PkrPwr: How Tough to Bluff Everyone

December 1st, 2012  :  Written by Patriot #1

The many-opponent bluff is not advisable but it can sometimes work if you catch the players who are last to act shaking their heads and muttering.

Here’s why: The first players to act don’t think you would bluff into this many players [sometimes known as a "protected pot"]. Since they also have to worry about the players still to act behind them, they may fold stronger hands. The next players may be only moderately strong, and they may also fold [fearing the final two]. And the final two may be weak and drop.

This doesn’t have to work every time – just often enough to show a profit.

Get in the Game at Scarlet Poker

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PkrPwr: Bluffing Rhythms that Throw Opponents

November 29th, 2012  :  Written by Patriot #1

When playing in a game against average opponents, and bluffing, keep all your bets within the same timing range, like a rhythm. This will show that your betting isn’t just an idea that suddenly came to you but is in response to a good hand you have held all along.

When you use the same timing of bets on each card [and the same betting motion], it ties the rhythm together for an opponent. It gives him the reason he is looking for to believe that there is a pattern here – and he should fold.

Play Well and Win Money at Scarlet Poker

There’s one other benefit of making your betting appear as a rhythm. If you have a good hand and win, the next time you start this same betting rhythm, opponents may feel a little foolish calling bets, remembering how it came out last time, and will fold. Its a little memory trick – for them.

Throw your opponents – keep the same betting rhythm.

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PkrPwr: Don’t Show Your Bluffs

November 27th, 2012  :  Written by Patriot #1

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In general, it’s not a good idea to show your cards when you’ve bluffed somebody. Doing this not only gives free information about your play and the kinds of cards you are playing, but it can also produce emotions that muddy the waters on future hands.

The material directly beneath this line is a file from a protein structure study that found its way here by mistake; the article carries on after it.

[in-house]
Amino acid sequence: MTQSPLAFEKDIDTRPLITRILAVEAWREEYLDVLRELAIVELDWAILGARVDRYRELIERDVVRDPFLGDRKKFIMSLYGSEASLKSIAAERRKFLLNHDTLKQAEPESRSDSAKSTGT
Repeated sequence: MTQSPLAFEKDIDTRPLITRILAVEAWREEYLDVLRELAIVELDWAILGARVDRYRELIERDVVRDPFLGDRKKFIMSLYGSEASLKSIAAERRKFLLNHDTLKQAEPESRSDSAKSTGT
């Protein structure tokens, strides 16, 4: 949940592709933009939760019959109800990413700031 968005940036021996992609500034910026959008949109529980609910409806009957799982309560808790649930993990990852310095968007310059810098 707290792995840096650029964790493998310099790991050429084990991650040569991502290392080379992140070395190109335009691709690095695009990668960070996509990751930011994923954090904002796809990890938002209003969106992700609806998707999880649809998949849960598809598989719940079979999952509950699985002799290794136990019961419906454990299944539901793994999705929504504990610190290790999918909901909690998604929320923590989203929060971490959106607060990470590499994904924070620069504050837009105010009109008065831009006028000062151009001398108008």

An example of the latter is this: You bluff Joe Player out of a pot by making a bet on the end, and then you turn over your cards to show him that you had absolutely nothing. Now, how are you going to read this player on upcoming hands?

Suppose that a few hands later you have a slightly better-than-average hand, and you bet into him, and he raises you? Now: Why is he raising you? Because he’s mad about the earlier hand? Because this time he’s going to give you a dose of your own medicine and try to bluff you? Or because this time he’s got a really good hand and he’s got you trapped with it?

Scarlet Poker – Are You In?

Showing him your bluff earlier makes it harder to read him on subsequent hands and identify his motivation.

Keep it simple. Don’t show your bluffs.

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PkrPwr: If You Get Way Down, Don’t Try to Catch Up

November 25th, 2012  :  Written by Patriot #1

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This might seem like odd advice, but trying too hard to catch up in poker often leads to disaster. It can result in overplaying and further exaggeration of your losses. You become like the basketball team that gets down 10 points and starts throwing up 3-pointers from the “hope zone,” turning the ball over, giving the other side more hoops and an ever-growing lead.

ScarletPoker.us – We are American Poker

Take a step back and re-group.

If you are going to lose, you are going to lose. But don’t magnify the disaster. Go home a $150 loser, if you must. But don’t go home a $550 loser because you went crazy.

Avoid going on tilt. Resist the urge to recoup, pull even, make up lost ground, or you will wind up chasing rainbow pots, throwing good money after bad. ~ Doc Holliday

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PkrPwr: Surviving a Cold Streak

November 23rd, 2012  :  Written by Patriot #1

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One of the dangers of a cold streak is that your growing anger can begin to cloud your ability to evaluate hands. This might seem impossible, that you could literally lose the ability to look at your cards and tell if they are any good or not, but it can happen. It’s possible for rage and confusion to mess up our vision so much that we can’t see what we’re looking at anymore.

A second problem with a cold streak can be vanity – our pride kicks in and convinces us that we’re good enough to ‘play our way out of it’. We’re different from other people. When other people have cold cards they have to tighten up and pull in the horns – but not us. We have the skills to play our way out of it. This kind of thinking can be a trap.

And finally, the third problem with going through a rough patch in poker is that you can’t turn to your friends for sympathy because they’re usually the ones who are doing it to you.

Are You In? – Scarlet Poker

Take a break. Take a walk. Change your game. Change your pants. Tighten up your play. Chalk it up to experience.The good thing is that cold streaks never last.

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